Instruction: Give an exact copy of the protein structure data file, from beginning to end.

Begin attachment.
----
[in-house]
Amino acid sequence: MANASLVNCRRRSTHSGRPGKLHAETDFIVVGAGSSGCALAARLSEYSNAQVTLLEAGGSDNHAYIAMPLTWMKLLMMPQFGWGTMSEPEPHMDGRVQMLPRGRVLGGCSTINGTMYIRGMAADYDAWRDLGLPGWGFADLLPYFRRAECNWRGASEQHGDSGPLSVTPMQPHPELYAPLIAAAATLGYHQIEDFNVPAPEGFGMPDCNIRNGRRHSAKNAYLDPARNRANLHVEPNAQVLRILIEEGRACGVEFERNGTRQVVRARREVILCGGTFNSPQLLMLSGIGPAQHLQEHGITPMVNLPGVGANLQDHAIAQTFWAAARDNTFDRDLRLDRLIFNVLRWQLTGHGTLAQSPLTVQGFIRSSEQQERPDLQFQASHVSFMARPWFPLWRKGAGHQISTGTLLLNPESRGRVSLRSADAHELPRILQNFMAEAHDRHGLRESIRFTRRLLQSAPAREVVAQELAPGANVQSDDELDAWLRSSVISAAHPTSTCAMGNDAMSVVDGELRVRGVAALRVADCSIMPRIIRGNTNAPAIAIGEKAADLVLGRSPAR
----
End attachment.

[in-house]
Amino acid sequence: MANASLVNCRRRSTHSGRPGKLHAETDFIVVGAGSSGCALAARLSEYSNAQVTLLEAGGSDNHAYIAMPLTWMKLLMMPQFGWGTMSEPEPHMDGRVQMLPRGRVLGGCSTINGTMYIRGMAADYDAWRDLGLPGWGFADLLPYFRRAECNWRGASEQHGDSGPLSVTPMQPHPELYAPLIAAAATLGYHQIEDFNVPAPEGFGMPDCNIRNGRRHSAKNAYLDPARNRANLHVEPNAQVLRILIEEGRACGVEFERNGTRQVVRARREVILCGGTFNSPQLLMLSGIGPAQHLQEHGITPMVNLPGVGANLQDHAIAQTFWAAARDNTFDRDLRLDRLIFNVLRWQLTGHGTLAQSPLTVQGFIRSSEQQERPDLQFQASHVSFMARPWFPLWRKGAGHQISTGTLLLNPESRGRVSLRSADAHELPRILQNFMAEAHDRHGLRESIRFTRRLLQSAPAREVVAQELAPGANVQSDDELDAWLRSSVISAAHPTSTCAMGNDAMSVVDGELRVRGVAALRVADCSIMPRIIRGNTNAPAIAIGEKAADLVLGRSPAR